CS: As chronographs will be the heart of the collection we decided to choose a design that’s rooted in our history. It’s a piece from our museum that dates from 1928, with a very distinctive shape. But although the Harmony references the past, it doesn’t re-create it; we never do a ‘vintage’ watch or a re-creation of an historic model. We’ve extracted elements of the 1928 design, but we have to think about the design not just for a single watch, but for an entirely new collection, which includes different sizes and complications.
T+T: What elements from the 1928 chronograph did you keep?
CS: We’ve kept the basic cushion shape of the original, but totally updated the case. It’s very contemporary, with strong curves that give the watch a strong character. There are elements of heritage in there — we took the beautiful deco Arabic numerals of the original and adapted them.
There is one thing we kept from the original design — the hands. These are so nice, we decided to keep them just the way they are.
T+T: Getting the historic design elements seems straightforward enough, but how do you balance the contemporary design elements?
CS: The design process is the most 21st century. We still always start with a hand-drawn sketch, but more and more we use 3D software to simulate how the light catches the surfaces of the metals. It allows us to create more complex shapes. For example, the integration of the lugs into the case was something we worked extensively on – to make it contemporary without taking the easy way out and saying ‘let’s just make it bigger’.
T+T: Why are cushion cases enjoying a renaissance at the moment?
CS: The truth is that not everyone can do one cushion case well. Watchmaking has been hugely successful over the last decade, and brands are looking for new things to try. There are some shapes that everybody uses. But the cushion shape is not easy to work with. It has a little touch of vintage, but you have to be cautious about how you design it. It’s a lot harder to do well than a simple round watch.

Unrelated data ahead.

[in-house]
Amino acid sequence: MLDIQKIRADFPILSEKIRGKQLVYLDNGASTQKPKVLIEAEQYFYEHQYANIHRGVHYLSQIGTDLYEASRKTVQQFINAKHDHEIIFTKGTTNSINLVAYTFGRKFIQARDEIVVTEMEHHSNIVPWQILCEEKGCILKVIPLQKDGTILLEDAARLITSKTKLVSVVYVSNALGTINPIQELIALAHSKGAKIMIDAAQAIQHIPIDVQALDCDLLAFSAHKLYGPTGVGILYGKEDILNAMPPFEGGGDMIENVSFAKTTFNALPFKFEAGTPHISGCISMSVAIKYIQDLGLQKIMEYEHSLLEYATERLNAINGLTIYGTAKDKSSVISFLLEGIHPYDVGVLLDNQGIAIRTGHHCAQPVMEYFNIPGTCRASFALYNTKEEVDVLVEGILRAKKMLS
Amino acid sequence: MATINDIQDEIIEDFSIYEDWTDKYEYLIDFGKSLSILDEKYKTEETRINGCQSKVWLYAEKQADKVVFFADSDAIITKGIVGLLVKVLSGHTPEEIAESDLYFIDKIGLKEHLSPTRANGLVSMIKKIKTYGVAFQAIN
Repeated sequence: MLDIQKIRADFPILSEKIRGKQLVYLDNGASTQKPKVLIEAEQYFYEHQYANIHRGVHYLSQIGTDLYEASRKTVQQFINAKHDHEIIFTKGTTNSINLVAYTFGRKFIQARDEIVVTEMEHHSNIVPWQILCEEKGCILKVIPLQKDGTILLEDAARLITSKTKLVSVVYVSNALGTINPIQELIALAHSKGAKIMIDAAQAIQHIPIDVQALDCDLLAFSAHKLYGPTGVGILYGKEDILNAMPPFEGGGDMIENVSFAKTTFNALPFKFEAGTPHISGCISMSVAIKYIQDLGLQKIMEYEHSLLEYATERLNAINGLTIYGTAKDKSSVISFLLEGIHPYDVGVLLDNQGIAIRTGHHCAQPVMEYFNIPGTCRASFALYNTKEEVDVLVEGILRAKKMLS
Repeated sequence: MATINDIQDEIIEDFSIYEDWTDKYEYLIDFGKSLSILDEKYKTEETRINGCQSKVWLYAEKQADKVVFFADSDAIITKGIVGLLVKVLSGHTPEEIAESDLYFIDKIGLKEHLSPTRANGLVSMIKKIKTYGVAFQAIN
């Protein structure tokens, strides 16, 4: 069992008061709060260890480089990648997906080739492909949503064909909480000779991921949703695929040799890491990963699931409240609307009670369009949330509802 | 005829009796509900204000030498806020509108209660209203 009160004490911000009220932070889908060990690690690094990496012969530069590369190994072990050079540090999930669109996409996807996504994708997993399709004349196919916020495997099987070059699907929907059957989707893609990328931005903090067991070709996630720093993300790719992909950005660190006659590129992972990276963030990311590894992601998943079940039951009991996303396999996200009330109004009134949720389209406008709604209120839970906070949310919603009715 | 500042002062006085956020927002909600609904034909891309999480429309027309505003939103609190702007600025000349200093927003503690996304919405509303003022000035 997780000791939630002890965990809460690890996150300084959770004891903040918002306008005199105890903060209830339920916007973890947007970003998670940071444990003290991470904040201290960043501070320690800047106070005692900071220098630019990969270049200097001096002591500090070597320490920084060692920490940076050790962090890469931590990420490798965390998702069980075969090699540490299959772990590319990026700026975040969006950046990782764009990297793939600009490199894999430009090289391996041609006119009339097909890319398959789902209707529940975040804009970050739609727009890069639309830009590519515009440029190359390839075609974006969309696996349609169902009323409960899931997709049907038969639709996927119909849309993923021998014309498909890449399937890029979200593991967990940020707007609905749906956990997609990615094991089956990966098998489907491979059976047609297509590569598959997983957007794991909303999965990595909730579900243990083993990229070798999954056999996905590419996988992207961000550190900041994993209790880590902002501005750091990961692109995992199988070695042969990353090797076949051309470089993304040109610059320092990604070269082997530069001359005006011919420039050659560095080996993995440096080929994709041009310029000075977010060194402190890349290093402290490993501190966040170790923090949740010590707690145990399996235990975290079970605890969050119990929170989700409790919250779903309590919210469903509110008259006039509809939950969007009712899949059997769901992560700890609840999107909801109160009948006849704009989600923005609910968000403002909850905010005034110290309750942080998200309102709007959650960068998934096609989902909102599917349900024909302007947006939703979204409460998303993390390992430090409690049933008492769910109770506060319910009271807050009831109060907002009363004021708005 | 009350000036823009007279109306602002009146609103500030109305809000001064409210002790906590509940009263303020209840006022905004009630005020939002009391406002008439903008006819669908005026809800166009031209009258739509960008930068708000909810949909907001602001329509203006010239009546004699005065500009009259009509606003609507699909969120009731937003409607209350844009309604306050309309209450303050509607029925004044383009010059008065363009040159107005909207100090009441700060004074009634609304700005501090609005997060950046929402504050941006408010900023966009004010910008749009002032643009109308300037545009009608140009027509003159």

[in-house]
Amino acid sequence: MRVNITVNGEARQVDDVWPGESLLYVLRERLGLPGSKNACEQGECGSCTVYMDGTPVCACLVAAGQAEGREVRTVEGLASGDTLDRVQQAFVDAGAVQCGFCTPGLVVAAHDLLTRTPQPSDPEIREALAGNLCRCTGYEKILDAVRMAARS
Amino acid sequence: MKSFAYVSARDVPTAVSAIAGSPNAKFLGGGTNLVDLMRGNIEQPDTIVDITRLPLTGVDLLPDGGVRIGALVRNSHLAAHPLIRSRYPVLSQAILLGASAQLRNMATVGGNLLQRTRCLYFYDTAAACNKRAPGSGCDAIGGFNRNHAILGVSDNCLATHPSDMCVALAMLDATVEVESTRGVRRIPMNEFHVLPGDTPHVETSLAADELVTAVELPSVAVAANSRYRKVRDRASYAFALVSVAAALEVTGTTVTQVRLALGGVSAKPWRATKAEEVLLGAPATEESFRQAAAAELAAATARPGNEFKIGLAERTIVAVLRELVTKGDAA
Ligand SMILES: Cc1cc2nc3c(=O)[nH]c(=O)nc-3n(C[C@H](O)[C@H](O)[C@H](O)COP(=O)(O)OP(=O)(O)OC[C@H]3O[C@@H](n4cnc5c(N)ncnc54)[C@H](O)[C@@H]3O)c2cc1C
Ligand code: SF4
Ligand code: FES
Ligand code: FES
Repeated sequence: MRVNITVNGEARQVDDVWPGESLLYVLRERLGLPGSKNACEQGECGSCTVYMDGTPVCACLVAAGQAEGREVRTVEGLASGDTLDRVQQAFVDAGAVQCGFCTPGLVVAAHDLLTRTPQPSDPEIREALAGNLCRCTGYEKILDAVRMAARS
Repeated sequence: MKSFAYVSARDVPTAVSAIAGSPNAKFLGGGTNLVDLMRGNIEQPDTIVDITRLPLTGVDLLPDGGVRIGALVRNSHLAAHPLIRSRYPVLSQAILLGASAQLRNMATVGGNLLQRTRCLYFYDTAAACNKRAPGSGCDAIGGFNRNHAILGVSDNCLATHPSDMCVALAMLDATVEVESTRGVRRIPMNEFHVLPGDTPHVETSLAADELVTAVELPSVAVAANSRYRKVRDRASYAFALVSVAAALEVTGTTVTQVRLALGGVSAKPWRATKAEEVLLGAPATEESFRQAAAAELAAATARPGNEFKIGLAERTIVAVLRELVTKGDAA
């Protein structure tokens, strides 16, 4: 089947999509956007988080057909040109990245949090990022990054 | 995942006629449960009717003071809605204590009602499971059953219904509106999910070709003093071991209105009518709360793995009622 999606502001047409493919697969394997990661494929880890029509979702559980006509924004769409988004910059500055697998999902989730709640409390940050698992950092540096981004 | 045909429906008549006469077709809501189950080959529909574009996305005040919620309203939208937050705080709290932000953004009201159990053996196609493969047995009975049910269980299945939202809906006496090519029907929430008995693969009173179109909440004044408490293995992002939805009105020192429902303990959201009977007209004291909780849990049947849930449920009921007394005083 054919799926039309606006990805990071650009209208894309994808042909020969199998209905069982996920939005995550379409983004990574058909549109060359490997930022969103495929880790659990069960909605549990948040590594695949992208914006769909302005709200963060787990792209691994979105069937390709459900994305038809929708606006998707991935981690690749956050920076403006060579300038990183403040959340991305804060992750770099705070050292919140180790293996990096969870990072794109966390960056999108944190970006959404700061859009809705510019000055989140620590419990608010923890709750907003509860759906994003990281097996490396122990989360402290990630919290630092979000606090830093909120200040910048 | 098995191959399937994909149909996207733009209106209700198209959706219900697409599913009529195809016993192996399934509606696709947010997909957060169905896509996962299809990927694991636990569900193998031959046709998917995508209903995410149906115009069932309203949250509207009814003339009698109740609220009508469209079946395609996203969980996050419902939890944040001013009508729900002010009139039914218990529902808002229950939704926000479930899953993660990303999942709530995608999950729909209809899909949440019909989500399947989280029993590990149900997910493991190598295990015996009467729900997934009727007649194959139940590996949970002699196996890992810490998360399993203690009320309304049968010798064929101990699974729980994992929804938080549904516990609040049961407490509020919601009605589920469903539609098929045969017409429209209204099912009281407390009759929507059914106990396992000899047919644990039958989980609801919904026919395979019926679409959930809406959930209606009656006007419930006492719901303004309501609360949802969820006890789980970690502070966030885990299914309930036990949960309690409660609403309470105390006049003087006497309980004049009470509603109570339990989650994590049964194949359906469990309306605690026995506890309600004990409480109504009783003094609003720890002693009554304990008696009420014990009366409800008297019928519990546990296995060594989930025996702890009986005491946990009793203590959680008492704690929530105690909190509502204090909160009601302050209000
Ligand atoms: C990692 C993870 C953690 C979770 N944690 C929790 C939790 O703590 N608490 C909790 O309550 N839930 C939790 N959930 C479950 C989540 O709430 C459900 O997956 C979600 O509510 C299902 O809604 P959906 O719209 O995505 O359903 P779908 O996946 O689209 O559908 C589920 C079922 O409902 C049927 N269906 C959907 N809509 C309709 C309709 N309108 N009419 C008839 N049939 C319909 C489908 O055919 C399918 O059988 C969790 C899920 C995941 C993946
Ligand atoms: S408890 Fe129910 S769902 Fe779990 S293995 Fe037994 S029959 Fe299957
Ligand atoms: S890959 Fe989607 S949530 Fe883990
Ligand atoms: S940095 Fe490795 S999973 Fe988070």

T+T : What’s next for the Harmony?
CS: This is the launch year of the collection and we’re focusing on the limited editions that celebrate our 260th anniversary. The engraving on the rotor and the beautiful blue of the numerals is unique to these launch pieces. We are already evolving the line for the years to come. For us, Harmony is a combination of shape and technicality, so we will continue to release technical, complicated pieces. We don’t have a simple time-only piece in the collection. The cushion shape works really well in combination with complications.
The Harmony collection is an incredibly strong one for Vacheron Constantin. It proves that the brand has its eyes firmly set on the future, while not forgetting about their past. This, along with the incredible Reference 57260, proves that Vacheron Constantin is still very much a force to be reckoned with.
Vacheron Constantin Harmony Australian pricing
Prices start at $55,700 for the Harmony Dual Time.
Images by Kristian Dowling/Time+Tide Images.